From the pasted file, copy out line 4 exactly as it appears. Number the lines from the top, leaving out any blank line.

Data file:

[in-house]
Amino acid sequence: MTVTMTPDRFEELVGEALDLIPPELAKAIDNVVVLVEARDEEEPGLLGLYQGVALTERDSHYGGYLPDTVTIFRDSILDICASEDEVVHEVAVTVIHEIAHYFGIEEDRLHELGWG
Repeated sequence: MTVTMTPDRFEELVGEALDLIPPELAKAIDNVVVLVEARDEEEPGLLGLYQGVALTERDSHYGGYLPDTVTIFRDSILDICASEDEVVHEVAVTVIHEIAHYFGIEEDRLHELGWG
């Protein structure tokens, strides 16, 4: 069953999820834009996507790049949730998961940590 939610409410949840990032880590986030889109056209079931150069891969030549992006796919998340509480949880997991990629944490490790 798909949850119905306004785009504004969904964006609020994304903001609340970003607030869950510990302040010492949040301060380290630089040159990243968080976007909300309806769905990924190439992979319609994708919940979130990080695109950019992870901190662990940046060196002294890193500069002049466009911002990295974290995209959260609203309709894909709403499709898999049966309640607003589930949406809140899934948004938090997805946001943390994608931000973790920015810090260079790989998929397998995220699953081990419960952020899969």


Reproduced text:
């Protein structure tokens, strides 16, 4: 069953999820834009996507790049949730998961940590 939610409410949840990032880590986030889109056209079931150069891969030549992006796919998340509480949880997991990629944490490790 798909949850119905306004785009504004969904964006609020994304903001609340970003607030869950510990302040010492949040301060380290630089040159990243968080976007909300309806769905990924190439992979319609994708919940979130990080695109950019992870901190662990940046060196002294890193500069002049466009911002990295974290995209959260609203309709894909709403499709898999049966309640607003589930949406809140899934948004938090997805946001943390994608931000973790920015810090260079790989998929397998995220699953081990419960952020899969």